Jane Eyre questions Flashcard Example #44999

What point of view?
First person protagonist
-will have pathetic fallacy
How does Bronte? create sympathy for Jane in the first chapter?
Readers feel sympathy for Jane, as she lives with her aunt and cousins and has no family of her own. Her aunt makes it clear that she dislikes Jane, as do her cousins. Jane appears to be treated unfairly by Mrs. Reed and John and looks as if she is treated like an outsider in her home.
Describe the beginning of the novel.
Jane is thankful that it is too cold and dreary outside to take a walk. Mrs. Reed’s children, Eliza, John, and Georgiana, sit with her in the drawing-room. Jane is not allowed to join the family, as Mrs. Reed believes Jane is unpleasant company.
What is the purpose of including the descriptive passages of Berwick’s History of British Birds at this point in the novel?
The reader learns that Jane gains comfort and happiness from studying the pictures and words; Jane imagines the places in the book to escape the discomfort of her home life. Readers learn that Jane is happy only by herself and that she has little opportunity for entertainment in her home, as she has no children with whom to play games.
Explain the social point we learn with Jane’s interaction with John Reed
First, it is obvious that boys are superior to girls. Second, readers learn that Jane is a penniless orphan, and he should not be allowed to share their meals or clothing. Mrs. Reed takes care of Jane because it is her obligation.
Do you believe Jane’s description of her abuse by John Reed is realistic or exaggerated? Explain.
Jane’s description of the fight is clearly accurate. While he is not literally a murderer, he is a bully.
Describe how Jane holds an ambiguous place in the Reed home and in society.
Jane is not a member of the immediate family, nor is she a servant. In fact, she is “less than a servant” because she does nothing for her keep. The servants are not required to treat Jane with respect.Although she is from an upper class family, Jane has no money and nothing of her own.
Why is Jane frightened by the red-room
It is where Mr. Reed, her uncle, died and she sees his ghost up there. She starts crying and faints.
Jane briefly considers escaping Gateshead, how?
Through running away to die. She feels death is her only escape from Gateshead.
Why is Jane allowed to live at Gateshead with the Reeds?
Mr. Reed was Jane’s uncle, and he took her into his home as an infant. Before he died, he made his wife, Mrs. Reed, promise to raise Jane as one of her own children.
Describe the irony in Jane’s thought: “Poverty for me was synonymous with degradation.”
The irony is that Jane is poor, even though she is allowed to live with wealthy relative. She has no money and no prospects, yet she states that she “should not like to belong to poor people.” Even Jane makes an ironic distinction between being penniless and coming from a lower class.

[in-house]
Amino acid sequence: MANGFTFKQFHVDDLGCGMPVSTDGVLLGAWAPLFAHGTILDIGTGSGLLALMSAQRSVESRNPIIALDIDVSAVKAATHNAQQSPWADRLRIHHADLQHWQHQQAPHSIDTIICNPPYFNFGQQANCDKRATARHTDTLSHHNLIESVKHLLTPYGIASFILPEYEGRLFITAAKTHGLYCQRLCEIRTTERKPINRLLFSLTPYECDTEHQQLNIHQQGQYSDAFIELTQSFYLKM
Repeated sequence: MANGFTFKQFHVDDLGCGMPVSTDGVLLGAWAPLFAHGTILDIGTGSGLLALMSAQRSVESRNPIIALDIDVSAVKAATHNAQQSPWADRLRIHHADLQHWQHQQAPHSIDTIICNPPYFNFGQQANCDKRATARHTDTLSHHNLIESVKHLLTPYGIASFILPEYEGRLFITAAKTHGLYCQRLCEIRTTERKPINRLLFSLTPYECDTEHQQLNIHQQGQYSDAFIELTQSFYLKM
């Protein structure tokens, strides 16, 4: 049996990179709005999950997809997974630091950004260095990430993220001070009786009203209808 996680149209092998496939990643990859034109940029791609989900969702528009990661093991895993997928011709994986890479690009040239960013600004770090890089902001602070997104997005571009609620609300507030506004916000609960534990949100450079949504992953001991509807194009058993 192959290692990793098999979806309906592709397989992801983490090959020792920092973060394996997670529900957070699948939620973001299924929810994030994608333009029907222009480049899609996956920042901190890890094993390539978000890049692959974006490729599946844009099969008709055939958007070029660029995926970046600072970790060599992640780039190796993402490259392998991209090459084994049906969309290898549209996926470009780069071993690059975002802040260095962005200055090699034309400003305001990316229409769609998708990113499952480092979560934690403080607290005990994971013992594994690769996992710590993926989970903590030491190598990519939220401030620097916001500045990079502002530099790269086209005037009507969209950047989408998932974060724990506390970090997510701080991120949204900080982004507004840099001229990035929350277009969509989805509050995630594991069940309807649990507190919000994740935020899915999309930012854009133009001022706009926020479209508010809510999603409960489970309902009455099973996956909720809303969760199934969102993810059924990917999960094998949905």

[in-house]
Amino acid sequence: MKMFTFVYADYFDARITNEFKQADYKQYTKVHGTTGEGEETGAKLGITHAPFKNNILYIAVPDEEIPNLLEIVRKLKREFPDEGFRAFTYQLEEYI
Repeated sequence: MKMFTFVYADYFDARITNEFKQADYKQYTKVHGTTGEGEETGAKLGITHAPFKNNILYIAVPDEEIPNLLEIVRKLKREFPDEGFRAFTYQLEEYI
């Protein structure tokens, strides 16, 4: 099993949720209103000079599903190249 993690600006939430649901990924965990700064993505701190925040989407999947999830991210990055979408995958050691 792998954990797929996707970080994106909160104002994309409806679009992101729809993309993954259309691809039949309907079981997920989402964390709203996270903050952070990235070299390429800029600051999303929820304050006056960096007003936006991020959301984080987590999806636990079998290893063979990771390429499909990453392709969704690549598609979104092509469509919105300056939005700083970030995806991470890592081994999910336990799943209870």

What does Mr. Lorry ask Jane?
If she would like to go to school.
Explain how Jane suffers prejudice based on her appearance.
Readers assume that attractive children are generally treated more favorably than unattractive or plain-looking children. If Jane were a prettier child, readers believe she would have been treated with more care.
Who said this to who?
“I am glad you are no relation of mine: I will never call you aunt again as long as I live. I will never come to see you when I am grown up; and if any one asks me how I liked you, and how you treated me, I will say the very thought of you makes me sick, and that you treated me with miserable cruelty.”
Jane to Mrs. Reed. her final words
Explain the epiphany that Jane has at the end of the chapter about her relationship with Bessie.
Jane suddenly realizes that Bessie truly cares for her even though she sometimes speaks harshly to Jane. Jane realizes that she will miss Bessie when she leaves Gateshead and that their relationship is special.
What has Jane learned from her relationship with Mrs. Reed?
Jane learns that she is essentially alone in the world, that she is not worthless simply because she is an orphan, and that she must stand up for herself in the world.
Describe the “two Janes” in the book
One jane is telling the story from the present, and one is telling the story as if recalling a memory, and addressing the reader.
Describe the conditions of Lowood school.
Cold, dirty, starving girls, desolate
Who endures harsh treatment from the teachers?
Helen Burns
Helen teaches Jane what?
About religion, and duty, and discipline
What does Miss Temple do that we learn that she is a good person?
Buys all the girls bread and cheese when their food is burnt
How is Brocklehurst a hypocrite
His students are poor and starving and plain, while his daughters and wife are wearing furs and jewels. He always emphasizes that the student’s livestyle will give them better behaivor
Jane truly wants ___ in her childhood
friends
Who dies and how
helen, consumption
Who is Jane’s new friend
Mary Ann Wilson, an older, smart girl.
Why does Miss Temple’s marriage affect Jane?
Jane feels empty, and looks to find a new adventure, she applies for a new job

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